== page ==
Many companies and brands have a love-hate relationship with Twitter. Initially, it seems easy enough to use. Just send out 140-character tweets to people following the company and follow them back. Then, though, there’s no interaction and you don’t see that all-important re-tweet happening. Twitter can be really great, but it’s all about how you use it.

Twitter is important. The site has 313 million users, 1.3 billion registered accounts, and 500 million average monthly visitors. When it comes to organic social branding, Twitter is an all important powerhouse. Katelin Cwieka tells us why Twitter is so important to businesses. She says, “By being active on this network, we not only become thought leaders in the industry but it also provides a really nice boost in SEO ranking.” Perhaps even more importantly, she says, “Customer feedback often comes in from Twitter, so it’s a great place to have conversations with customers and address their concerns. I can say, personally, that when we address customers on this channel, in real time, they are impressed and it builds greater brand loyalty that we are so responsive!”

You need Twitter, but you don’t want to waste your time. For those reasons, focus on avoiding these common pitfalls.

#1: Don’t Be Shy or Only Engage with Just Your Followers

To be successful, you need to engage. Sometimes, that means engaging first. Don’t be shy or limit your engagement to just people that are already following you. Reach out to others in your industry. A good way to do this is through the use of social media listening tools.

One example is Whole Foods. The company is very active on Twitter. However, its focus isn’t on increasing sales so much so as interacting with others, building relationships, and growing its brand name. It wants to serve customers on its page. More so, it’s active in engaging with anyone that may benefit.

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#2: Don’t Just Favorite Something If It Needs a Reply

When someone tweets to you or links your company name, it’s easy to just see it and move on. However, if it needs a reply – or your business could benefit from one – reply. Do so right away, too. The more interaction you have directly to individual customers or others following you, the more attention and social benefit your company gets.

JetBlue is fantastic about interaction:

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#3: Don’t Send Automated Direct Messages or Posts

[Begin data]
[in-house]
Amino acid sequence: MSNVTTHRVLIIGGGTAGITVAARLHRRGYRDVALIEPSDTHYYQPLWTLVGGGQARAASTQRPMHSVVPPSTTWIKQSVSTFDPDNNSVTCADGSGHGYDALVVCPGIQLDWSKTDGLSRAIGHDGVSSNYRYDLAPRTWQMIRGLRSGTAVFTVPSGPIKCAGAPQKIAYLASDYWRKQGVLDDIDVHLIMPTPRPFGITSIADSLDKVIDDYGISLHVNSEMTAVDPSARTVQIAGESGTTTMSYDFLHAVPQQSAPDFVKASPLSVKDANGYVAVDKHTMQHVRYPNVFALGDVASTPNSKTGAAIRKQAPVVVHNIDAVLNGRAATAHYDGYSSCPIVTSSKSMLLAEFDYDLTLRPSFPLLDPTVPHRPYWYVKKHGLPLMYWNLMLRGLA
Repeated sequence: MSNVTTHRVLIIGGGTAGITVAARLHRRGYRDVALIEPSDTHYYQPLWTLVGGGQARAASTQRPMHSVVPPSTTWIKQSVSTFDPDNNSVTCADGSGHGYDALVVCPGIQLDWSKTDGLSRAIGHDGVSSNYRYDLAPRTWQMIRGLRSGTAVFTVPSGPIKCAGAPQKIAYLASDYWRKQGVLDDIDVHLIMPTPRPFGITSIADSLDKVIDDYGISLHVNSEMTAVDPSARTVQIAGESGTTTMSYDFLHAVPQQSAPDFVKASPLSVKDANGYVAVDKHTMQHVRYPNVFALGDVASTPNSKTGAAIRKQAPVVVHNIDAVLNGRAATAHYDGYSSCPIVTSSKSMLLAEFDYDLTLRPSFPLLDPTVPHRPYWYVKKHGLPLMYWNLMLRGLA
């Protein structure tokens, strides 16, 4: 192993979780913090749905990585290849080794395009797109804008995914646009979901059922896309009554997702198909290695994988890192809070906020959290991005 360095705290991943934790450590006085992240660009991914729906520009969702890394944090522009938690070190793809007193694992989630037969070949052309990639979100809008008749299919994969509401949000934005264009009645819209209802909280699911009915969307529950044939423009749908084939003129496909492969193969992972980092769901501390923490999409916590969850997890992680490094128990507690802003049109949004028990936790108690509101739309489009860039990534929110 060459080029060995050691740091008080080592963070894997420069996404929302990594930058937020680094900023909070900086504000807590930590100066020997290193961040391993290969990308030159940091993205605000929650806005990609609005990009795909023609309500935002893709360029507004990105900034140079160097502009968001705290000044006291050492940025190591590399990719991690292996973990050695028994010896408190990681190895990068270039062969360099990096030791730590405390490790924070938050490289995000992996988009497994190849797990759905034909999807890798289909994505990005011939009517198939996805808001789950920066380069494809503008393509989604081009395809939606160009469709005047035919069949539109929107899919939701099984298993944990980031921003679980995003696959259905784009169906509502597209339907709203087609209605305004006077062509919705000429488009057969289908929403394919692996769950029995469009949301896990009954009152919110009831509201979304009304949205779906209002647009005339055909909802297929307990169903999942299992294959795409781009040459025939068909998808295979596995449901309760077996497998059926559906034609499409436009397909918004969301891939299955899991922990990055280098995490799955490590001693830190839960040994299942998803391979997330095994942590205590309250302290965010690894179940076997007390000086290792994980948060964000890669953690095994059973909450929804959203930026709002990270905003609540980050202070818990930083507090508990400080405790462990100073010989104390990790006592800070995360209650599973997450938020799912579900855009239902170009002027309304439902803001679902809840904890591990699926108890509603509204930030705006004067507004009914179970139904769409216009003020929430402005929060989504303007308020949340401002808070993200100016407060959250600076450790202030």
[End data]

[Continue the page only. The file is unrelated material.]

Automation is a good thing to some degree. However, as an organic social branding tool, Twitter needs to be more about personal-level engagement. Of course, you’ll want to engage as soon as you get a new follower, but that doesn’t always mean a DM.

Olsy Sorokina of HootSuite had this to say about over-use of DMs. Could it apply to what you’re doing? “When direct messages first became available, their release was followed by a slew of multiple auto-DM clients that allowed users to send pre-drafted messages. Common examples included thank-you messages to new followers and promotional messaging calling new followers to check out the user’s website/blog/podcast, etc. Widespread use of such clients didn’t last long—soon, users grew tired of receiving dozens of DMs containing nothing but automated thank-yous. This practice hurt both parties: the sender appeared spammy and disingenuous, and the recipient was at risk of missing more relevant DMs—or worse, stop using the DM tool altogether.”

#4: Don’t Follow Everyone who Follows You

Oh, look! Someone’s following you on Twitter. Hold on. Don’t rush over there and follow them right back. Take a look at their profile to find out who they are and whether it is a good idea to follow them. The people you should follow are your initial customers and industry leaders as you get started on Twitter. If you are just getting started, this might be a great place to start. It takes time to build up your following, and you’ll need those initial followers. Overtime, stop following every person or business that follows you. This clogs up your page and limits your ability to reach those who truly can interact with you and benefit your business.

#5: Don’t Use Too Many Hashtags

Over at Buffer Social, Kevan Lee provides some interesting statistics about hashtag use (or overuse!)

  • Tweets that include hashtags will get about twice the amount of engagement than those that do not use them.
  • Those brands that use one or two hashtags per tweet will see a 21% higher engagement than those who use three or more.
  • Those that use more than two hashtags will actually see a drop of 17% in engagement!

The #ShareaCoke promotion from Coca-Cola did well, engaging with many people in a simplistic, but easy way. It’s easy to take a selfie with a Coke! It takes one hashtag that’s well placed to work magic. But if they had tried to reach more people by applying more hashtags, the post would become cluttered with links, harder to read, and wouldn’t be nearly as effective.

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#6: Don’t Post the Same Type of Post Over and Over Again

Be creative. It’s something you hear a lot, but it’s very important in organic social branding. To help you to field some ideas for unique posts, consider using social media analytics tools. These tools can answer questions and give you some insight into what people want to see. Your Twitter page should include links, funny conversations, lots of photos, and unique elements whenever possible.

KFC was unique here:

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Even though this post is clever, if KFC were to only post this same type of content over and over, it would get old and people would stop engaging and lose interest. Make sure you are switching it up and providing a variety of content in your Twitter feed.